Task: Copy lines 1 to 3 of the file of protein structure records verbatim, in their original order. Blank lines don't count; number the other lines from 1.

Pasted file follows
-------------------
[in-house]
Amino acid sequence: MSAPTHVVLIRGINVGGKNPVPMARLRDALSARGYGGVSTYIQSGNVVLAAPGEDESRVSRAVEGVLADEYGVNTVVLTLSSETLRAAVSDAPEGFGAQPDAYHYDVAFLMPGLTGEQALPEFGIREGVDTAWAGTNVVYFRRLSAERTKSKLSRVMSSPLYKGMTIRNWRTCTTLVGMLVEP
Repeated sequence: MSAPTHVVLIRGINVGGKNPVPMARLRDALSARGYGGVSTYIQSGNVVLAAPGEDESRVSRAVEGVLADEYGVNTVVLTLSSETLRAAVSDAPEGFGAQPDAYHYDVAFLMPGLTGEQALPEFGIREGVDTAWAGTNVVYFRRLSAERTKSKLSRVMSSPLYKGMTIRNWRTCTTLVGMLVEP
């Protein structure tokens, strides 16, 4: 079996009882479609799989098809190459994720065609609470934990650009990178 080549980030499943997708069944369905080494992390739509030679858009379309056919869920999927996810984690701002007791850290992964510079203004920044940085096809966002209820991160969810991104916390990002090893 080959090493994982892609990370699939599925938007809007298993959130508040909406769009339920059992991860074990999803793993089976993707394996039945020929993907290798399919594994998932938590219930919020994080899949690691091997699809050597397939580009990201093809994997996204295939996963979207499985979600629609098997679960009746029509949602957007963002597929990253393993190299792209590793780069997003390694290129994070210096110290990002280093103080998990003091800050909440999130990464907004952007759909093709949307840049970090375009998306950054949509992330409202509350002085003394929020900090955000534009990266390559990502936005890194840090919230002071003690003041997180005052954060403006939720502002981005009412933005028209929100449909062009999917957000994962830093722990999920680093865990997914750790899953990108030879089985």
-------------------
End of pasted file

[in-house]
Amino acid sequence: MSAPTHVVLIRGINVGGKNPVPMARLRDALSARGYGGVSTYIQSGNVVLAAPGEDESRVSRAVEGVLADEYGVNTVVLTLSSETLRAAVSDAPEGFGAQPDAYHYDVAFLMPGLTGEQALPEFGIREGVDTAWAGTNVVYFRRLSAERTKSKLSRVMSSPLYKGMTIRNWRTCTTLVGMLVEP
Repeated sequence: MSAPTHVVLIRGINVGGKNPVPMARLRDALSARGYGGVSTYIQSGNVVLAAPGEDESRVSRAVEGVLADEYGVNTVVLTLSSETLRAAVSDAPEGFGAQPDAYHYDVAFLMPGLTGEQALPEFGIREGVDTAWAGTNVVYFRRLSAERTKSKLSRVMSSPLYKGMTIRNWRTCTTLVGMLVEP